The $2.50 and $5.00 Indian Head designs were the next logical step to President Theodore Roosevelt’s “pet crime”, his desire to improve our “atrociously hideous” coinage and restore it to the beauty and dignity of Ancient Greek coinage. President Roosevelt’s personal friend Augustus Saint-Gaudens was a resounding success with the first two inspired efforts (his famous $20 and Indian Head $10 debuting to rave reviews in 1907).
Another of President Roosevelt’s close friends, Bostonian Dr. William Sturgis Bigelow provided the spark for the $2.50 and $5.00 gold coins. Apparently inspired by Egyptian reliefs on display at The Boston Museum of Fine Arts, Bigelow got the idea of making coins with the devices sunken below the fields. Despite the fact that there was no modern precedent using this technique for production of coinage, Roosevelt gave the unique concept his blessing.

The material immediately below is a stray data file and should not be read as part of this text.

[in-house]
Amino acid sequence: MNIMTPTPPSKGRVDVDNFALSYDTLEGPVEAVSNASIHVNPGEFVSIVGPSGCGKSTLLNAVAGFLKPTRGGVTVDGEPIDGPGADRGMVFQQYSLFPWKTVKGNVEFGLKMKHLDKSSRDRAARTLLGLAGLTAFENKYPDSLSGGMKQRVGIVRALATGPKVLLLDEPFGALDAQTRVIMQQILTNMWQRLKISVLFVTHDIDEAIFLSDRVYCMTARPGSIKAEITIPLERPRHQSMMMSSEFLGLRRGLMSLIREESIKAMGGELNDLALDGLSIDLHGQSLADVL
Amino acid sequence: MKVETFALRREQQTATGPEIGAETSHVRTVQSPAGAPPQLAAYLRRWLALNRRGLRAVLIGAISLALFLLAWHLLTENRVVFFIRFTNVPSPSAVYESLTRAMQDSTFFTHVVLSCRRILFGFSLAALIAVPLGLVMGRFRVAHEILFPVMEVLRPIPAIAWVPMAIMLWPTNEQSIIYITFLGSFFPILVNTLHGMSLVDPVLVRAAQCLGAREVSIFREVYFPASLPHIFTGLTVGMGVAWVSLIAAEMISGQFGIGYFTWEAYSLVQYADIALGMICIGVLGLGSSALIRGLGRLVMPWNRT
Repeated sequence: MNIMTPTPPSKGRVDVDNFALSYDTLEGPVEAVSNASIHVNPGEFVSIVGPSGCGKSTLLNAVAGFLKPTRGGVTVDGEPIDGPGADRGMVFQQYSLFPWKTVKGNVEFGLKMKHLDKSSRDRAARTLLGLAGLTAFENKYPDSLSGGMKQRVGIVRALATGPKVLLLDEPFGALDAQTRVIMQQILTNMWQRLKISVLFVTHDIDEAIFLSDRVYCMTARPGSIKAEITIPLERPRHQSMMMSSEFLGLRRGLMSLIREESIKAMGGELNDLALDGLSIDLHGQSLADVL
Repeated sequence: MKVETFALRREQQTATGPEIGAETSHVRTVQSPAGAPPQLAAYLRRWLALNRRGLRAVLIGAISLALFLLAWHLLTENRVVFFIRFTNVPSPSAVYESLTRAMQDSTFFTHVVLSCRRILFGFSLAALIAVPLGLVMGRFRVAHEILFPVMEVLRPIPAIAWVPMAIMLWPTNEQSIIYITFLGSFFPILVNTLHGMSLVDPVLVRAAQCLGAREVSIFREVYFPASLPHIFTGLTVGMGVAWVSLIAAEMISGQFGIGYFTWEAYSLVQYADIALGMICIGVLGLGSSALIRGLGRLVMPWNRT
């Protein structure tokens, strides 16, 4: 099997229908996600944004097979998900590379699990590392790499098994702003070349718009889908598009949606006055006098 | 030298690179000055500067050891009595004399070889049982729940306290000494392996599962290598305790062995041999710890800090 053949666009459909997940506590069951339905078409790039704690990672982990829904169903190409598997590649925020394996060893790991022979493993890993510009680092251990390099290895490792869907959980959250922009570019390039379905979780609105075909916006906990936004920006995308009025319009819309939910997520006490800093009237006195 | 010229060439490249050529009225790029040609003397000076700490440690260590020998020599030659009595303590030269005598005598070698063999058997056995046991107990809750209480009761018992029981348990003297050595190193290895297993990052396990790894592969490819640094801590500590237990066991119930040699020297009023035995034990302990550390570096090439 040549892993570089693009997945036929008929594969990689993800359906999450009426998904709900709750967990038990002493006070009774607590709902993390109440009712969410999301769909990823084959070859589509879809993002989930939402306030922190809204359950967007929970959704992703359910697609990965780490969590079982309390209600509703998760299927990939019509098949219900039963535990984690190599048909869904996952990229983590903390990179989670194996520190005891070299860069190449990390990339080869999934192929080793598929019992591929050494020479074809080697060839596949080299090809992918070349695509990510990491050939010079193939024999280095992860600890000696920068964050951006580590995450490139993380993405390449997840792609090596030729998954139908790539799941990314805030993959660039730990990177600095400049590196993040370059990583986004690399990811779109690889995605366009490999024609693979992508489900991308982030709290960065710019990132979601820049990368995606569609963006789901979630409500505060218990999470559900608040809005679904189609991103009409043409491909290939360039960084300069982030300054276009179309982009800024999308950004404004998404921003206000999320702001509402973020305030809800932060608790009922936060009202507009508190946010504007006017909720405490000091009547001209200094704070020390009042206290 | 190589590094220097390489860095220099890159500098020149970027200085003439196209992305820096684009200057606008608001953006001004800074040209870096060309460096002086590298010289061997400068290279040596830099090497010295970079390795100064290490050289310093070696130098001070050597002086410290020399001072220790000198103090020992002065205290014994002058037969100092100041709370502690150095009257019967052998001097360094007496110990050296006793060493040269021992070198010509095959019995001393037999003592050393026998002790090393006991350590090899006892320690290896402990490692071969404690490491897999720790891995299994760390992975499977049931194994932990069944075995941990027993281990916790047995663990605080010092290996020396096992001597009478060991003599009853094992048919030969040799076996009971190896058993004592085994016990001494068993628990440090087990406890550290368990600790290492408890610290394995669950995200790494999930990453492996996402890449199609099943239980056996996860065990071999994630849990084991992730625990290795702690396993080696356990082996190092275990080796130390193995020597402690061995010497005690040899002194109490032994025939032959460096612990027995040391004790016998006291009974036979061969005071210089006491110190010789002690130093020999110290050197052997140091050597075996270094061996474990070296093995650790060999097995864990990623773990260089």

After the difficulties encountered dealing with mint engraver Charles Barber on the Saint-Gaudens $20 it was decided that secretly working with an outside designer would be the best course of action.
Bigelow wasted no time in persuading prominent Boston sculptor Bela Lyon Pratt to submit models in this technique. President Roosevelt enthusiastically approved the designs and instructed that they be immediately sent to the mint for conversion into dies so that the new coinage could be in the public’s hands as soon as possible. After some “foot dragging” by Barber the first $2.50 Indians left the Mint on Oct. 9, 1908.
Despite initial criticism, most likely due to the incuse technique being such a radical departure from all previous issues, this design stands as one of the most aesthetically pleasing of all 20th century U.S. coins.
The $2.50 Indian Head Series ran from 1908 through 1929 when it became yet another victim of the Stock Market crash. With only 15 different date/mintmark combinations it is one of the smallest series in U.S. coinage making a complete set attainable for most collectors.